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    @ircmaxell - On the other side, you would loose nothing. In the worst case, when the key becomes known, an attacker must still crack the BCrypt hash (same situation as without encryption). This is not the same as storing a key for encrypting data, this is about adding a server-side secret. Even a hardcoded key would protect those weak passwords, as long as the attacker has no control over the server/code. This situation is not uncommon: aside from SQL-injection, also thrown away backups, discarded servers… can lead to this situation. A lot of PHP users work on hosted servers. Jun 4, 2013 at 20:14
  • 5
    I was pointed to OWASP Application Security Verification Standard 4.0 section 2.4.5 that recommends to use secret salt(aka pepper): “Verify that an additional iteration of a key derivation function is performed, using a salt value that is secret and known only to the verifier.” Sep 24, 2019 at 16:00
  • 7
    This answer is extremely out of date, and many claims it makes are no longer true. Modern crypto functions are designed to accept pepper as an argument, including the current best-in-class argon2id. stackoverflow.com/a/63222603/213191 Jan 27, 2022 at 11:44

Fist we should talk about the exact advantage of a pepper:

  • The pepper can protect weak passwords from a dictionary attack, in the special case, where the attacker has read-access to the database (containing the hashes) but does not have access to the source code with the pepper.

A typical scenario would be SQL-injection, thrown away backups, discarded servers... These situations are not as uncommon as it sounds, and often not under your control (server-hosting). If you use...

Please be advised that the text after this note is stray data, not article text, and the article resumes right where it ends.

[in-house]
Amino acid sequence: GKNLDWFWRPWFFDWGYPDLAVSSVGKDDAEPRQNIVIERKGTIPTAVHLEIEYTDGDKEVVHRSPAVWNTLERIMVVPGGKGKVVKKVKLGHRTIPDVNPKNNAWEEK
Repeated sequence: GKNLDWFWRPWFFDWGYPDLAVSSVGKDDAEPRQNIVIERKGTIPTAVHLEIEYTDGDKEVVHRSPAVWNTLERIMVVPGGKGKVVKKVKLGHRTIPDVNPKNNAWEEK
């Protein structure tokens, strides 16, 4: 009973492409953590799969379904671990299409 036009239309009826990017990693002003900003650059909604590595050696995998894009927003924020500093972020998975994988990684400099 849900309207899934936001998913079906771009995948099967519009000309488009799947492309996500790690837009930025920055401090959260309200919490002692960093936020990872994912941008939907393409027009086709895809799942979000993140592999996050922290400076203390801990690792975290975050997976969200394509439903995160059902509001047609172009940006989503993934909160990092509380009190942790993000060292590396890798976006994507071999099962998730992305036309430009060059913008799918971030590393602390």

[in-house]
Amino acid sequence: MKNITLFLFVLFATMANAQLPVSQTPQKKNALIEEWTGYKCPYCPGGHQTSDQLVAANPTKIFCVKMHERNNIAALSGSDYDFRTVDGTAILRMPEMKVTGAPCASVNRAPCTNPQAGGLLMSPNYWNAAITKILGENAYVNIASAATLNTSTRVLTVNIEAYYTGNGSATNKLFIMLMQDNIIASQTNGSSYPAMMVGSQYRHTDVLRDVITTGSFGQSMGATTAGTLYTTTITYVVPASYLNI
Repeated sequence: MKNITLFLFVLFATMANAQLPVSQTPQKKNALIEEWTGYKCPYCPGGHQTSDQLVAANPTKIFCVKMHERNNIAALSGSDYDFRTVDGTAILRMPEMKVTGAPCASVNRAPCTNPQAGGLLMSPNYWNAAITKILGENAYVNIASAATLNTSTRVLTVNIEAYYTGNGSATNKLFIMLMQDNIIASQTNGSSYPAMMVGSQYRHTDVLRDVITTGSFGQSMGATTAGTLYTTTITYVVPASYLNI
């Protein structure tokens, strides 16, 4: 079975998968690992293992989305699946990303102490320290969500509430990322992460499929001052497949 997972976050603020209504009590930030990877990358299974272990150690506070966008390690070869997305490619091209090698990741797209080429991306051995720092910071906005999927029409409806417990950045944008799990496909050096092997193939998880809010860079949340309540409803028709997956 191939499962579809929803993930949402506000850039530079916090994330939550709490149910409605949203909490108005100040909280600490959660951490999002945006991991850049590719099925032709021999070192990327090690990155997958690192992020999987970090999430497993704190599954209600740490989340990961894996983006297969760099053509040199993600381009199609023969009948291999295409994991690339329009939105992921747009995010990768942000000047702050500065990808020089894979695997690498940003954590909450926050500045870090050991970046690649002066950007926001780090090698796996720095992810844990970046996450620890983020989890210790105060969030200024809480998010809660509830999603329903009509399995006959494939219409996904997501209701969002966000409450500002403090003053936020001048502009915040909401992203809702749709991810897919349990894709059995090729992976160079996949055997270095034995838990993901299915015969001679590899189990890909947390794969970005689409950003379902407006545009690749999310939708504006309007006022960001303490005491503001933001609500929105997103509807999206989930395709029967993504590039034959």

• A unique salt per password
  • A slow hashing algorithm like BCrypt

...strong passwords are well protected. It's nearly impossible to brute force a strong password under those conditions, even when the salt is known. The problem are the weak passwords, that are part of a brute-force dictionary or are derivations of them. A dictionary attack will reveal those very fast, because you test only the most common passwords.

The second question is how to apply the pepper ?

An often recommended way to apply a pepper, is to combine the password and the pepper before passing it to the hash function:

$pepperedPassword = hash_hmac('sha512', $password, $pepper);
$passwordHash = bcrypt($pepperedPassword);

There is another even better way though:

$passwordHash = bcrypt($password);
$encryptedHash = encrypt($passwordHash, $serverSideKey);

This not only allows to add a server side secret, it also allows to exchange the $serverSideKey, should this be necessary. This method involves a bit more work, but if the code once exists (library) there is no reason not to use it.

  • So you'd say a pepper does add security over just a salt, in short? Thanks for the help on how to implement. Jun 3, 2013 at 9:24
  • 1
    @LightningDust - Yes it does, for weak passwords, as long as the pepper stays secret. It mitigates some well defined types of threats. Jun 3, 2013 at 9:28